Getting back on the Motorway would mean riding all the way to Lolo and then riding south for a while and then backtracking - an option I wasn’t interested in, so I just pressed onward along the 12. I’d missed an alternate route and despite fuel range questions, I turned back for it and was glad I did. The last section was twisty, wooded, some climbs, views and great riding.
I’m in Darby now at the Travelers Rest packing away some vittles for the Magruder Corridor, which I believe is fully open.
We ride on,
YEP Those are the kind of roads I wanna ride.
You will love it!
Lolo motorway was built during the depression by the CCC. It somewhat loosely tracks the route of Lewis and Clark through the mountains. I NEED to do that route!
Sit Rep: Dead bike. I suspect side stand switch as I am getting a “side stand” warning even when in neutral. I have a spare switch, but: 1) it’s a bitch to get at and 2) I’m not even sure it’s the issue.
I’m in Elk City. No phone service, but some WiFi.
Could be worse.
Sit Rep: not the side stand switch.
Sit Rep: RR will have to wait some until I do some more riding! I will report on the Magruder ride once Katy M gets her dance shoes back on.
Here’s what’s going on: After the Magruder Corridor I rolled in to Elk City and pitched a tent at Travelers’ Rest and made some tasty chicken tacos. The next morning I turned Katy M over and she would not catch. I suspected that perhaps I’d damaged the side stand switch as I did not recall the yellow warning light coming on when the bike was in neutral - I could be wrong - but in the moment I was not sure so having a spare with me, I opted to put it on.
Harold does drive his quad on the backroads.
The job was not overly difficult but did involve some tight work so the battery & tank came off. It did not resolve the issue. Battery voltage is good and even with a shot of ether in the air box, nothing. Not a pop.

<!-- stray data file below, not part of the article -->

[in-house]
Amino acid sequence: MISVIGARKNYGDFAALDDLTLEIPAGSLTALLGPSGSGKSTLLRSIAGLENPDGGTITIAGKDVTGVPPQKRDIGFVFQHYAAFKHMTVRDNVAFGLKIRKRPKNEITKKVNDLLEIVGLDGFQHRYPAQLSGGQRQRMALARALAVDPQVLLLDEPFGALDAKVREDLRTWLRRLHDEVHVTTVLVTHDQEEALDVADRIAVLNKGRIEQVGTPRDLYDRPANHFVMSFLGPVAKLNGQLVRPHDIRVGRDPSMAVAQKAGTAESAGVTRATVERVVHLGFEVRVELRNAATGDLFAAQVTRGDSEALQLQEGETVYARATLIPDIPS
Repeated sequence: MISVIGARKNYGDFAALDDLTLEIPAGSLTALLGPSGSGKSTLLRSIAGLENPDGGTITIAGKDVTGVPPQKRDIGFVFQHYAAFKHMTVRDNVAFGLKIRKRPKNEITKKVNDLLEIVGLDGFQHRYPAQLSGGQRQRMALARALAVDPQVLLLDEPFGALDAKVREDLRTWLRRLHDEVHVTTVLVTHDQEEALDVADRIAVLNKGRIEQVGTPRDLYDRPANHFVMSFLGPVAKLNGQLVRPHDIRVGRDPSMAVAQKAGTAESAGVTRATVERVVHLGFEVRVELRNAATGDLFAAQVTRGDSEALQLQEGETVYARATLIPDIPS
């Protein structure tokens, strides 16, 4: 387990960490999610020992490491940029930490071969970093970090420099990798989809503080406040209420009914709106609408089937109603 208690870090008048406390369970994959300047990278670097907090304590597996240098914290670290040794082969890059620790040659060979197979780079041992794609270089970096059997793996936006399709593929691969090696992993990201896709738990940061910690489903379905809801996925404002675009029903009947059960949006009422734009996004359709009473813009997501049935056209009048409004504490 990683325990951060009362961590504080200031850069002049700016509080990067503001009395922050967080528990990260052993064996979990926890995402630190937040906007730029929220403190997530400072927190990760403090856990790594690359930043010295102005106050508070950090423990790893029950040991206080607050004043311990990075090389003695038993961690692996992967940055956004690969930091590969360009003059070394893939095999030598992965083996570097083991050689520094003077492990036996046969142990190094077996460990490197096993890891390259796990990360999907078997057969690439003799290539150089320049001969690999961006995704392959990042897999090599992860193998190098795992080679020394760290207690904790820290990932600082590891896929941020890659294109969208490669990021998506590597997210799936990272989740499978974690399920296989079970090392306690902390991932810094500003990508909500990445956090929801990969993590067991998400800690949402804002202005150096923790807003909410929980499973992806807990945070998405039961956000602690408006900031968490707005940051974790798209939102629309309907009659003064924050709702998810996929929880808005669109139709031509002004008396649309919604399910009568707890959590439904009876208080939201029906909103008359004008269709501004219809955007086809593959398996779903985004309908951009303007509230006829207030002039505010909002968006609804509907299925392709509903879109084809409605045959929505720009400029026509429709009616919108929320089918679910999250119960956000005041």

Good time to scrape some cheddar off
BMW guys really love to watch KTM guys work on their bikes…… talk about rubbing it in!
Well, there’s not much KTM technical expertise to be found in Elk City and the nearest & most practical KTM big bike repair shop for us is 283 miles from Elk City. So, being the generous, kind hearted (despite his cantankerous front) and reasonable thinker, my new friend Harold offered to tow Katy M behind his Jeep Rubicon to Nampa, Idaho on one condition: I drive. Harold has difficulty with his vision and does not drive. How could I say no?
Secret man cave miles & miles into the woods.
We loaded up the Jeep and began our journey south when not 15 miles in we encountered the notorious Jeep “death wobble.” We got into it another 3-5 times before stopping at a Les Schwab shop to get it looked at. Beyond a blown stabilizer shock they could find nothing wrong so onward we drove, albeit with concentrated driving. We arrived at Harold’s friend Sharron’s home where dinner and beer were waiting. We capped the night with cigars and a outdoor fire pit. Not bad.
If you’re gonna fall, fall on you feet, eh?
As of this moment, Katy M is in the shop - hoping to get away with a valve adjustment or plug and not something ECU or an unobtanium part. Either way, it will be fixed at some point. In the meantime Harold is chasing down a steering stabilizer shock replacement and an oil change. With any luck we will be on the return tomorrow and I will be able to finish up the IDBDR and onto the NVBDR before my next respite at Mammouth Lakes.
A great way to end a bad day. I love our country & it’s people.
With a little luck, we ride on.